When Lauren Bradley Chapelle '08 fought her first wildfire in 2020—the Bighorn Fire in the Santa Catalina Mountains in Coronado National Forest in Tucson, Arizona—she was overwhelmed with a passion she'd never experienced. And it's what led her to start her own private firefighting company, Sabino Fire, the next year.
A New York City native, Chapelle knew nothing of wildfires growing up, but even as a city kid she was attracted to nature. She briefly attended Reed College in Portland, Oregon, but left after her sophomore year for a WWOOF (World Wide Opportunities on Organic Farms) program in Argentina.
When she landed back in New York in 2012, Chapelle says she felt lost in her career direction. She'd always been a horse person, so when she came across an online ad for a stable-hand position in Tucson—featuring free room and board—she jumped at the opportunity. After a brief stint working in the breeding barn, Chapelle changed course again and took a job in risk management at a construction company. The work was uninspiring; it didn't feel right.
Shortly after the pandemic began, another job posting caught Chapelle's eye—this time it was a company called Elephant Head seeking volunteer firefighters.
"Maybe it's because I have two older brothers, but I've always been drawn to adrenaline-fueled, male-dominated careers," Chapelle says. "I'd been thinking of taking an EMT class, but it was something I couldn't do without volunteering as a firefighter, so this felt like a logical next step."
After completing her training at Elephant Head, Chapelle was called to the Santa Catalina Mountains in Coronado National Forest to fight her first fire in the summer of 2020. She never looked back.
"I loved it like nothing before," she says. "The work is physical and exhausting, but we're protecting homes, communities, and natural resources. It's incredibly rewarding."
As she fought more fires, Chapelle became familiar with the firefighting industry, which consists of federal agencies, municipality departments, and private contractors. After learning that private contractors—companies that provide wildland firefighting services to the federal government—are notably lucrative, the idea sparked.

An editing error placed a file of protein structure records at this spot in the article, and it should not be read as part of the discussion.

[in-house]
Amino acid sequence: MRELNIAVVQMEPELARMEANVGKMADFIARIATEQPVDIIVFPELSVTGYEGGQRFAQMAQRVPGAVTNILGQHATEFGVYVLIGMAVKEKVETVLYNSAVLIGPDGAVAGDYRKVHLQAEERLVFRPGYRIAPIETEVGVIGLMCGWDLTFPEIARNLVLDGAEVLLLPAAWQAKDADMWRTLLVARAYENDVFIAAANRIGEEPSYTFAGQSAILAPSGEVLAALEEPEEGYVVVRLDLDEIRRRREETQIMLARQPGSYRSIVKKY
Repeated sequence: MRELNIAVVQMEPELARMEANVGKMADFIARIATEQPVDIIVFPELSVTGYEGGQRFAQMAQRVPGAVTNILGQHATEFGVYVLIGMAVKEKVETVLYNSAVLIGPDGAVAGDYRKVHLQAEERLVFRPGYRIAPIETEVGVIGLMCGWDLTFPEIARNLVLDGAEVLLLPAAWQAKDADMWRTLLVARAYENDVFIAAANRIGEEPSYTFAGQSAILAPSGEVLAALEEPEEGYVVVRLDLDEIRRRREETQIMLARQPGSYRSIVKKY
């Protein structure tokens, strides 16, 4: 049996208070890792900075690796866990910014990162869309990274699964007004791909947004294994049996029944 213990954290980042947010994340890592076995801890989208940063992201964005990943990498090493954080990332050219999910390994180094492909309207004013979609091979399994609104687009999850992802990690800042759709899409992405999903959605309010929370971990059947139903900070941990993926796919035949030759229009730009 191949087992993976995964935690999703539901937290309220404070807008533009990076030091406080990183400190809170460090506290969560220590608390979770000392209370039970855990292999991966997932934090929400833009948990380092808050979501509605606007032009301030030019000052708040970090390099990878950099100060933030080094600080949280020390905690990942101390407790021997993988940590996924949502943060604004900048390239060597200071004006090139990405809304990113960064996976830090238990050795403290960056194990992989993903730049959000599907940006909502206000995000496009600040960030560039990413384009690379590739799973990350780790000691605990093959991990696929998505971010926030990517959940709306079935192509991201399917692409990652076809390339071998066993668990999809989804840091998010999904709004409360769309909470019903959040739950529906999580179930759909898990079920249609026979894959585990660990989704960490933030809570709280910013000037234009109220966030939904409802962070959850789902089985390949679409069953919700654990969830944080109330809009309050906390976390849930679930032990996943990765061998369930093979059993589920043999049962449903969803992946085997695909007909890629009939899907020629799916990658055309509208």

"I thought, I could do this. I could have my own contracting engine," Chapelle says. "Year after year, dispatch centers across the country are depleting their entire list of available resources. There are too many fires to fight and not enough firefighters to fight them. So private contractors play a crucial role."
Launching a company during the pandemic was no easy feat, but Chapelle managed it with perseverance and a savvy mindset. She founded Sabino Fire in 2021, and the company responds to incidents across the country. Chapelle owns two new trucks—her previous ones were named Olga and Cash Cow—and has grown Sabino to six employees.
"We work on a contract basis," she explains. "The contracts are on a three-year cycle and in that span, we get called to fires and stay there as long as we're required. [For example,] last year I was out fighting fires from June until the end of November and never once came back home. We just sleep in our tents or a big semitruck.
"Wildfires are a huge, coordinated effort," Chapelle adds. "They bring in mobile showers, mobile laundry, mobile kitchens, mobile sleeping quarters, internet, etc."
In October, Chapelle was the recipient of an Amber Grant, a $10,000 prize awarded to her as the founder of Sabino Fire. Chapelle plans to use the grant to increase the water tank capacity of her engines and to buy new, top-of-the-line protective gear for her employees, who are always her priority.
"My firefighters are the heart of Sabino, the backbone," Chapelle says. "I want to make sure they have access to reliable equipment, because nothing's more important than everybody coming home safely at the end of the day."